Second Degree Felony
In the Commonwealth of Pennsylvania, and throughout the U.S., two major criminal offense classifications are felonies and misdemeanors. Felonies are more serious in nature and are divided into three subsections: first, second, and third-degree. Second-degree felonies are mid-level felony offenses, and although not as serious as first-degree felonies, they still carry significant penalties and collateral consequences. Second-degree felonies, as well as other felony and misdemeanor-level offenses are outlined in Pennsylvania’s offense classes.
Facing a criminal charge of any nature can be daunting. If you have been charged with a second-degree felony in PA, you should contact an attorney immediately. At Fienman Defense, we are prepared to build a robust defense against the prosecution’s allegations. To set up a free case evaluation with a seasoned second-degree felony lawyer, call our law office today at (215) 839-9529, or fill out our contact form.
Second Degree Felony Penalties and Offenses in Pennsylvania
A second-degree felony conviction carries these possible penalties in PA:
- Prison sentence of up to 10 years
- Maximum fine of $25,000
Examples of second-degree felonies in Pennsylvania include:
- Statutory sexual assault (when the alleged victim is under 16 years old, and you are four years older but less than eight years older; OR you are eight years older than the victim, but less than 11 years older)
- Aggravated assault (against an educator acting in their line of duty, or intentionally or knowingly injuring someone with a deadly weapon)
- Trademark counterfeiting (with 3+ convictions, 1000+ counterfeit marked items, and retail value is over $10,000)
- Possession of firearm with altered number
- Interfering with custody of children (when you are not the parent and you had reckless disregard for the child’s safety in that action)
- Child pornography (second offense)
- Failure to register as a sex offender (based on the severity of the conviction and years required to register)
- Burglary (when no one is in the structure and the structure is not suitable for overnight accommodations)
- Robbery (when inflicting a non-serious injury)
- Involuntary manslaughter (when the victim in under 12 and in the custody, care, or control of the person responsible for their death)
- Arson (only endangering property and to collect insurance or another illegal purpose)
- Forgery of money or a document issued by the government
Grading a Second Degree Felony Sentence in Pennsylvania
If you are convicted of a second-degree felony, you will be sentenced based on multiple factors in the Commonwealth of Pennsylvania.
As with other felonies and misdemeanors, Pennsylvania judges impose sentences for second-degree felonies in accordance with the Pennsylvania Sentencing Guidelines. Two major factors contribute to how a judge determines appropriate sentencing. These factors are:
- Offense Gravity Score (OGS)
- Prior Record Score (PRS)
The OGS is a numerical value that increases with the severity of the crime. The PRS is also a numerical value that reflects the convicted individual’s past criminal record. Combining these two values together, the presiding judge over the case determines the applicable sentence for a particular crime. However, judges have discretion to either increase or decrease the severity of this sentence based on mitigating or aggravating factors that may be present and relevant to the case.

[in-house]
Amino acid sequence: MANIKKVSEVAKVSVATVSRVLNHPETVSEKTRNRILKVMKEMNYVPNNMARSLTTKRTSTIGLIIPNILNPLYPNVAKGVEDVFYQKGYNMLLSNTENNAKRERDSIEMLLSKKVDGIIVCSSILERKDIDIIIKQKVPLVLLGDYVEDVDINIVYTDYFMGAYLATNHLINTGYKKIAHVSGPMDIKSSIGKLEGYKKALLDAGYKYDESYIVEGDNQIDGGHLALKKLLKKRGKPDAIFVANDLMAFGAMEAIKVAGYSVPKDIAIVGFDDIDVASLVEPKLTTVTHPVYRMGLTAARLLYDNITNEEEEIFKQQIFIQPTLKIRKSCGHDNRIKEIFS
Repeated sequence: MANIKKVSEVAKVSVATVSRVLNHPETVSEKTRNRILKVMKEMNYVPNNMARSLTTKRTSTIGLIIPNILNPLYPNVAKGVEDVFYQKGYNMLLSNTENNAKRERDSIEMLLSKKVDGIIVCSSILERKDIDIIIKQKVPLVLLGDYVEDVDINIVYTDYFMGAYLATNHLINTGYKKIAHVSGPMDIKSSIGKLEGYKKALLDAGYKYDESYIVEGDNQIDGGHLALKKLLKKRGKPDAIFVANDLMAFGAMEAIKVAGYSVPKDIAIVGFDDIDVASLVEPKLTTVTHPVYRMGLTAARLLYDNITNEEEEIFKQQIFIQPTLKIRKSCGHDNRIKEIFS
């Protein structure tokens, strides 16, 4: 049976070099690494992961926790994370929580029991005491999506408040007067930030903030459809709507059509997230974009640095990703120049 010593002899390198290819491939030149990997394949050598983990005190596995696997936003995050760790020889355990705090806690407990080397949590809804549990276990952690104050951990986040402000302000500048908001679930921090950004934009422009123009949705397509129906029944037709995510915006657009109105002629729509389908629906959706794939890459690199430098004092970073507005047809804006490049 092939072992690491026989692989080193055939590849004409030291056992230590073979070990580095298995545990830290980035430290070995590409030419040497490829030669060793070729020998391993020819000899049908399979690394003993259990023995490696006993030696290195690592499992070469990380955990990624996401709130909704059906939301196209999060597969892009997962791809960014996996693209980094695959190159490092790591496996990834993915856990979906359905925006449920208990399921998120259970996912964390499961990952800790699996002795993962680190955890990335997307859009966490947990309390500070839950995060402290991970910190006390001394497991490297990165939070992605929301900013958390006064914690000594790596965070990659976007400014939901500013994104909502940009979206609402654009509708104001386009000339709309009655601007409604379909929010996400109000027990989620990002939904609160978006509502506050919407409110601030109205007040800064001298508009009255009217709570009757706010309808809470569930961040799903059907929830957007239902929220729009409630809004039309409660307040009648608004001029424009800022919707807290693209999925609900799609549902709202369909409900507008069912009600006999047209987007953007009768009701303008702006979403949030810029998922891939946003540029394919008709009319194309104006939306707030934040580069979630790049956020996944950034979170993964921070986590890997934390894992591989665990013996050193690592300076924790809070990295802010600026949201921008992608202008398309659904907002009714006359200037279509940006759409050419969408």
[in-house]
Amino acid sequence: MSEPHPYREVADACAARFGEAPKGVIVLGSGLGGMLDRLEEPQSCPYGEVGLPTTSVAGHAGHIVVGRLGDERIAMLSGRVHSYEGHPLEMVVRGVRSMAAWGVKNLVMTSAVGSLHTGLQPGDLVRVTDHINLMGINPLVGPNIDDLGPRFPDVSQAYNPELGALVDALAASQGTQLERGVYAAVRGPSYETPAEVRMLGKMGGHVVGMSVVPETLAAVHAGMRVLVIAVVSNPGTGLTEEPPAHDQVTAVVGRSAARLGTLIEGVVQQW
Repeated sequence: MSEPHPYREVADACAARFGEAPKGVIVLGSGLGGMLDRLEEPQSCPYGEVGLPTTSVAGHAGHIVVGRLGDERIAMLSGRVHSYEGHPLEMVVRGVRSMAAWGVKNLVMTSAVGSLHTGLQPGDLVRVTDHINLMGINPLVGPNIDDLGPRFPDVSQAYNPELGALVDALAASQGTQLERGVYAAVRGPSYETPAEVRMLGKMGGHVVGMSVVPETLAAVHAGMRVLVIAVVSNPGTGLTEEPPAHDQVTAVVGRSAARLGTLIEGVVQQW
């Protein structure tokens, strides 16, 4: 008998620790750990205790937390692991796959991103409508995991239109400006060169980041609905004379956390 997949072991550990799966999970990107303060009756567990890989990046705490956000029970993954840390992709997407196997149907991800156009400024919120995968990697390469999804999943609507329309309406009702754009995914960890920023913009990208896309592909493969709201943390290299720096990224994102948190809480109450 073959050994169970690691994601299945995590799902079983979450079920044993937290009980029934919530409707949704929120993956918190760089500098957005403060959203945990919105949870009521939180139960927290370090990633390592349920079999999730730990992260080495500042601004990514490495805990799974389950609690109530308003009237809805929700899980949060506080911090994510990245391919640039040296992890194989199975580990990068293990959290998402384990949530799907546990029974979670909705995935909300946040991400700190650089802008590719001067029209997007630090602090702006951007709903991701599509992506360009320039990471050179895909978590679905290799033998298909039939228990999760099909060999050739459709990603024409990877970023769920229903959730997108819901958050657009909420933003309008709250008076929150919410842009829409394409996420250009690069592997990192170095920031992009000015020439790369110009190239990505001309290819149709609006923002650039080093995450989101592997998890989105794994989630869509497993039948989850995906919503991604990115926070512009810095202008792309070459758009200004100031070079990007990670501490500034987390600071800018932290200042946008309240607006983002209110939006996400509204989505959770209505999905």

Mandatory Minimum Felony Sentences
There are felony crimes that Pennsylvania judges are required to sentence according to mandatory minimums. These include certain crimes of violence, crimes against children, as well as aggravated assault.
Past Offenses Affecting the Level of the Charge and Sentence
Although judges in Pennsylvania are not mandated to follow the guidelines for second-degree felony and other crimes, quite often they do so without much deviation. There are enhanced penalties in various situations, especially when violent crimes or offenses involving firearms are involved.
For example, a person convicted of aggravated assault will face a 10 year minimum prison sentence for any subsequent violent crime conviction. If the person has two or more previous violent crime convictions, they must be sentenced to a minimum of 25 years for a new violent crime conviction.
Statute of Limitations for Felony Charges in Pennsylvania
A person may only be charged in Pennsylvania for a crime if the charge is filed prior to the expiration of the statute of limitations. While many offenses have a statute of limitations, some do not, such as vehicular homicide. The statute of limitations varies depending on the type and nature of the crime, but in Pennsylvania, statutes of limitations range from two to 12 years.
Effective Defense Against Second Degree Felony Charges
At Fienman Defense, we investigate and compile the facts of your case, analyze all of the evidence, and determine the most effective strategy to defend you and your freedom. We understand how the prosecution operates, and we use our extensive experience and skills to establish reasonable doubt, and wherever possible, fight for the elimination of the charges and penalties against you.
Contact an Experienced Second Degree Felony Lawyer in Pennsylvania
Second-degree felonies are treated by Pennsylvania courts with significant gravity. If you have found yourself on the receiving end of a second-degree felony charge in the Commonwealth, you can count on Fienman Defense to fight on your behalf with vigorous advocacy to minimize or, when possible, eliminate the penalties you are facing. Let us help you move through this process with the reliable and effective representation you need.
To schedule a free case evaluation with a second-degree felony lawyer, call us today at (215) 839-9529, or complete our contact form.